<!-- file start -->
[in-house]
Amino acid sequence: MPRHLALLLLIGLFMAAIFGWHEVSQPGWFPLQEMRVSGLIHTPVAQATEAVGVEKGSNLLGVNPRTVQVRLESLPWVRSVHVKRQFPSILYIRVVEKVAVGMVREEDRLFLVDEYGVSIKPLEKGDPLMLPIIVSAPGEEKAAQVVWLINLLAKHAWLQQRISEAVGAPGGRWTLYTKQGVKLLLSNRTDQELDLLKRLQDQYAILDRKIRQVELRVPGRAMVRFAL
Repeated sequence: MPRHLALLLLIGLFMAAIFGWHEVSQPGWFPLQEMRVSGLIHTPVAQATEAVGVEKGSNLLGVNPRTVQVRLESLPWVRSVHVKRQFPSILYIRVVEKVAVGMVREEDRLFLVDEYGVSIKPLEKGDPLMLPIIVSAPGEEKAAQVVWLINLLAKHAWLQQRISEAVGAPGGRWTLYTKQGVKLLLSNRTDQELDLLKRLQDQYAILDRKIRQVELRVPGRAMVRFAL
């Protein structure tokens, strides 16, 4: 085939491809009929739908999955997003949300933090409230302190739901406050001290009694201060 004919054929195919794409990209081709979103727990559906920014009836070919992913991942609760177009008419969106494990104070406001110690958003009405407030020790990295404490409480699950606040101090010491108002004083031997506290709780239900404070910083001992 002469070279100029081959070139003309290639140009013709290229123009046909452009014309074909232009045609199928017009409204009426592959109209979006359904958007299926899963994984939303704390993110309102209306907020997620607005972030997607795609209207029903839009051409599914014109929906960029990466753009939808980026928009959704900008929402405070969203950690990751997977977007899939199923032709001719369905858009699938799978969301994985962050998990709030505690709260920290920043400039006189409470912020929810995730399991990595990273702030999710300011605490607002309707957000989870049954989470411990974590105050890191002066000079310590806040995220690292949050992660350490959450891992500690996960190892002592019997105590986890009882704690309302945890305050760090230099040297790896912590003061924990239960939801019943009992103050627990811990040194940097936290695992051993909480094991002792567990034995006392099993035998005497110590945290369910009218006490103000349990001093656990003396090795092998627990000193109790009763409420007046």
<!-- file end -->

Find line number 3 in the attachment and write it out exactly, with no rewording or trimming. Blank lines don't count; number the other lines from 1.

Repeated sequence: MPRHLALLLLIGLFMAAIFGWHEVSQPGWFPLQEMRVSGLIHTPVAQATEAVGVEKGSNLLGVNPRTVQVRLESLPWVRSVHVKRQFPSILYIRVVEKVAVGMVREEDRLFLVDEYGVSIKPLEKGDPLMLPIIVSAPGEEKAAQVVWLINLLAKHAWLQQRISEAVGAPGGRWTLYTKQGVKLLLSNRTDQELDLLKRLQDQYAILDRKIRQVELRVPGRAMVRFAL